Regardless of how we might feel about the historical aspects of this now, the fact is that--in the same way that capitalizing became the standard originally--not capitalizing now has the majority of practitioners.  One would hope, however, that these poets are acting out of choice, rather than habit or lack of knowledge.  Capitalizing the first word in a line is one of the traditional tools of poetry writing, and using or not using it is a decision that a poet should make after some consideration.  But whatever the decision, the practice today is clearly personal.

In my own writing, I do capitalize the first word in lines of poems.  This is my own decision about my own work, and not anything more.  Fashionable or not, I myself have found meaning in doing so, and meaning is something to value wherever we find it.  For my own part, I capitalize letters at the beginning of each line:

· to remind myself that I am writing a poem;
· to underscore to myself the integrity of the line, which is after all what distinguishes poetry from all other literary genres;
· to connect myself to history for a very brief moment before I go on to say what I myself have to say now;
· to give each line--however subtle--its own authority;
· to suggest that, although I may be telling a story, it is not a regular story, and certainly not prose;
· to make my enjambment have to work honestly, and to give my end-stopped lines greater Moment;
· to build up thoughtful pacing in a poem, suggesting or invoking a little more strongly all the reasons we break lines to begin with--breath, heartbeat, dramatic intention;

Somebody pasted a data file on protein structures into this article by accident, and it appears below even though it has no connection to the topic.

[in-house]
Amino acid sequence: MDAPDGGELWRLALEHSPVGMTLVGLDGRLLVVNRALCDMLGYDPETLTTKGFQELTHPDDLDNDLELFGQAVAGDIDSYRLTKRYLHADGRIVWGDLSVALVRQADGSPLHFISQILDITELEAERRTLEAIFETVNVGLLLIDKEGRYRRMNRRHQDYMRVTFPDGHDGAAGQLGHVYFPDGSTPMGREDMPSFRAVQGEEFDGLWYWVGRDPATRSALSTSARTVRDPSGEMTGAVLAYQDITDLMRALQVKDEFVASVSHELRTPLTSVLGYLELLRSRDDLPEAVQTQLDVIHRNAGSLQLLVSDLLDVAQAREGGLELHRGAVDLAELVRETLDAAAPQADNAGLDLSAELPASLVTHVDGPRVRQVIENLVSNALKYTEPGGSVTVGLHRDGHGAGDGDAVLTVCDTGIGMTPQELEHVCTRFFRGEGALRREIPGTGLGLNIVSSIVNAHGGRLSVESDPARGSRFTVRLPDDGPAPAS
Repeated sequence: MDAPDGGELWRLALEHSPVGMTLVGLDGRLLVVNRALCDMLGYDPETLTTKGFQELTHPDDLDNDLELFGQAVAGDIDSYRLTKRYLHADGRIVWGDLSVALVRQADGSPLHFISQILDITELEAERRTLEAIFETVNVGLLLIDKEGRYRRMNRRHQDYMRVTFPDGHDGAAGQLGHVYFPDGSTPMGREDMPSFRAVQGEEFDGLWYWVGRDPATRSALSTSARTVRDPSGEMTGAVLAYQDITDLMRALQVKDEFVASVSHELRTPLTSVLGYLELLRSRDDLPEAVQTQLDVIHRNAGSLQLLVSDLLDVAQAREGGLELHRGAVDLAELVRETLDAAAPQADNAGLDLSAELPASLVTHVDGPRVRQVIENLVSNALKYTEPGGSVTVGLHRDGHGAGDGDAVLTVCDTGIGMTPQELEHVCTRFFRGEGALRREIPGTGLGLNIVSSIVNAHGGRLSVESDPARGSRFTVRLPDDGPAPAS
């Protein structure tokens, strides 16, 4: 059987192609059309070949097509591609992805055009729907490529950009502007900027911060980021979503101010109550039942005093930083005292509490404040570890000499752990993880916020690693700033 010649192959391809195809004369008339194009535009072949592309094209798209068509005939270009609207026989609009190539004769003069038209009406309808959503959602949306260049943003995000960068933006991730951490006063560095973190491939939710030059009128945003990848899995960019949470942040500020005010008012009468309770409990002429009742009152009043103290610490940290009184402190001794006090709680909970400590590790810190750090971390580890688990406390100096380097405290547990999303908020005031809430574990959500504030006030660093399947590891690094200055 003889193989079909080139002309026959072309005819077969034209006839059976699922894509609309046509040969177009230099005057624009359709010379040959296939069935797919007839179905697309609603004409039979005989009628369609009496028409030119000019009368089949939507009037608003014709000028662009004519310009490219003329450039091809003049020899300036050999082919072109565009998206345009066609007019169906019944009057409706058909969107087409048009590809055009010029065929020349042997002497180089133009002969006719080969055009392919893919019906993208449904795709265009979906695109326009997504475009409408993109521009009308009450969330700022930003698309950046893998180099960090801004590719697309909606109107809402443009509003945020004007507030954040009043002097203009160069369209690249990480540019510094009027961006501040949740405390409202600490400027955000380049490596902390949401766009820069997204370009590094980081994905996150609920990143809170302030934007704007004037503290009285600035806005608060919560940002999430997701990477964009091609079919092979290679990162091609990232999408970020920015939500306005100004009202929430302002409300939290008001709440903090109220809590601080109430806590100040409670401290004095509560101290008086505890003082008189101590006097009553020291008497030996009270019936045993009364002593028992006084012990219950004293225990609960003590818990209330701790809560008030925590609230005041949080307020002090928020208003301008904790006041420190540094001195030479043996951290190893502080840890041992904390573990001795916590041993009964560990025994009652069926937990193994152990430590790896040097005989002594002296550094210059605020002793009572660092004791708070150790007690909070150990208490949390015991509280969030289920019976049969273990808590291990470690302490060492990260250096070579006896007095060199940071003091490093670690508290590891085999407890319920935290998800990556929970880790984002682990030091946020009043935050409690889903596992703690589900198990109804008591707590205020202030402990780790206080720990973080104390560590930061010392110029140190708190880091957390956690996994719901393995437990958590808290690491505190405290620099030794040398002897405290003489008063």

· to recognize this use of the shift key as a self-conscious act, which raises the stakes for everyone and everything--the poem, the poet, and the reader;
· to do more work in this small moment, knowing that work makes more things happen;
· to rhyme--that is, to use this recurring, predictable device of capitalization in the ways that poems have often used many devices, such as rhyme, to give structure and sensibility to the poem; knowing that I'm going to capitalize the first word in each line gives all my poems at least some rudimentary structure;
· to understand that a poem cannot be contained--rather, it launches outward and away from what we know; that is, capitalizing the first letter of a line can be predicted and controlled ahead of time, but that's all that can be controlled, so that the poem, each line of the way, is launched, and this launching, this kicking away from the shore of the left margin is always an act of power, imagination, and adventure.